11 Tips for Traveling Internationally with Kids
See the world! Whether your kids are 5 or 15, international travel can expand their knowledge and world view while providing priceless memories for your family. Here are some of our best tips for embarking on travel beyond the U.S. with kids.
Choose a Destination with Kid Appeal
Do your kids love museums? Or do they prefer to be exploring outdoors? Would you prefer an English-speaking destination, or does your family speak another language? Check out our list of best travel destinations for kids. Consider the things your family would be interested in doing, the types of adventures you enjoy and choose a destination that will be interesting for the entire family. Research the area by looking up its tourism website, local parenting blogs and daily news outlets to find attractions, events and activities that would be available during the time of your stay.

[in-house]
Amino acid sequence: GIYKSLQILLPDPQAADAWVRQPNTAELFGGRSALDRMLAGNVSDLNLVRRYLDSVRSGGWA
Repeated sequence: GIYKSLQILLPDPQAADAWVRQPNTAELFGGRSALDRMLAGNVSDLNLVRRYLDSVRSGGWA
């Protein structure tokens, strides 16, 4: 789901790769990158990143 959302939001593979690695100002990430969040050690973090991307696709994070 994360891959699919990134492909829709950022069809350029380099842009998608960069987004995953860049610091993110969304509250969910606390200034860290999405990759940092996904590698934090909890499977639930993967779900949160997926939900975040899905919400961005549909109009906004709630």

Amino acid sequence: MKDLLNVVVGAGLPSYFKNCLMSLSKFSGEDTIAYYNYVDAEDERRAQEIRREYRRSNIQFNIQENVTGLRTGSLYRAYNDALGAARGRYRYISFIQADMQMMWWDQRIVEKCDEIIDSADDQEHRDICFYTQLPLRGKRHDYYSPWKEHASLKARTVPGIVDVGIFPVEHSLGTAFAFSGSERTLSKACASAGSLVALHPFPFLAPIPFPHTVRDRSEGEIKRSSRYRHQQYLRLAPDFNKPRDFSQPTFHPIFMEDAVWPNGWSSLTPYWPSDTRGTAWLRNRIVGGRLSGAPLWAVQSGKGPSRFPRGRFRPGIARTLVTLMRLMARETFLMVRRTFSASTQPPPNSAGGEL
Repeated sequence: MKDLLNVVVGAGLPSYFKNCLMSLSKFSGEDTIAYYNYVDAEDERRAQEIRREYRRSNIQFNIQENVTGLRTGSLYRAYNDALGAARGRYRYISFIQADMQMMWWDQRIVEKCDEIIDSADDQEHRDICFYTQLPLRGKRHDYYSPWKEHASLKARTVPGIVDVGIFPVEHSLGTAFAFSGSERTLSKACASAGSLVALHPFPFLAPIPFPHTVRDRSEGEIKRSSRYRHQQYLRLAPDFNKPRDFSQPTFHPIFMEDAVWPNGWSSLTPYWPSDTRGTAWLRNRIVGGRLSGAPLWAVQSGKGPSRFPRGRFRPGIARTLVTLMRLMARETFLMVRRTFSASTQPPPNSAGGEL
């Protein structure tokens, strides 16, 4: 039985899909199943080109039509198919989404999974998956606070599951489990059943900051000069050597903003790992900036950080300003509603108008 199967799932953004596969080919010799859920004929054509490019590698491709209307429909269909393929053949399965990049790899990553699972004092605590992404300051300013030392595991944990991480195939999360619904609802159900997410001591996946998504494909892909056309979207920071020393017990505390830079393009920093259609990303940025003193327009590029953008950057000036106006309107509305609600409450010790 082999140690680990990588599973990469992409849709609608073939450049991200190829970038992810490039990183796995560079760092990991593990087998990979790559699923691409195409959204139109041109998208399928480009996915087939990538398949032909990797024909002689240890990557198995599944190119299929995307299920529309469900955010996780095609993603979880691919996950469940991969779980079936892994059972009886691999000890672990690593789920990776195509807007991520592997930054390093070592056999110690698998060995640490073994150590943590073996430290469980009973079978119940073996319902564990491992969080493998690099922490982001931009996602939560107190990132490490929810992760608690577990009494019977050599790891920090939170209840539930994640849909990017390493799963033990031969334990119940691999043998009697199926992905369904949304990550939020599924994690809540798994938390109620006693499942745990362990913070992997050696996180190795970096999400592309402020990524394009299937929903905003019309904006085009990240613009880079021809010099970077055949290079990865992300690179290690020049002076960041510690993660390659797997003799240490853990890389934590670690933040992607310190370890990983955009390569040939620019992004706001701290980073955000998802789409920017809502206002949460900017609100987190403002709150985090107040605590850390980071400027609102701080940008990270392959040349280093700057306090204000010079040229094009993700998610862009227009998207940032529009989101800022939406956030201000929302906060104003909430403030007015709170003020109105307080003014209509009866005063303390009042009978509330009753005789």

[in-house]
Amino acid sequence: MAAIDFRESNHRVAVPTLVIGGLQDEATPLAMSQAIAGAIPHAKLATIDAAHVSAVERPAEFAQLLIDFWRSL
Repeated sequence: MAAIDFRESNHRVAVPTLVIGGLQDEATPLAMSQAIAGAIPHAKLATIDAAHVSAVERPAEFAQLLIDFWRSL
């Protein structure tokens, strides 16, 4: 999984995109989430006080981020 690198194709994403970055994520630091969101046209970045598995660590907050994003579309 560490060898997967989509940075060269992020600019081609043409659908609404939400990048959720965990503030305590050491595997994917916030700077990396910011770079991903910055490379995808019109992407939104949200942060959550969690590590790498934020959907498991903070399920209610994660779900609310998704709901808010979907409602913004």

Book Non-Traditional Lodging
Wouldn’t it be great to have space to spread out, playing in a yard and cooking meals in your own kitchen? Families who’ve traveled internationally highly recommend alternative places to stay, like homes, cottages or flats. Research options on sites like HomeAway or AirBnB based on the number of bedrooms you’re seeking and area you’re most interested in. With kids, staying in a neighborhood adjacent to, but not in, the big city can be a great way to minimize overstimulation. One Atlanta family has successfully used HomeExchange to swap houses with other families in Finland, The Netherlands and Denmark! They’ve traded for use of an entire home (and all its comfort) plus a car for transportation without paying a dime for accommodations.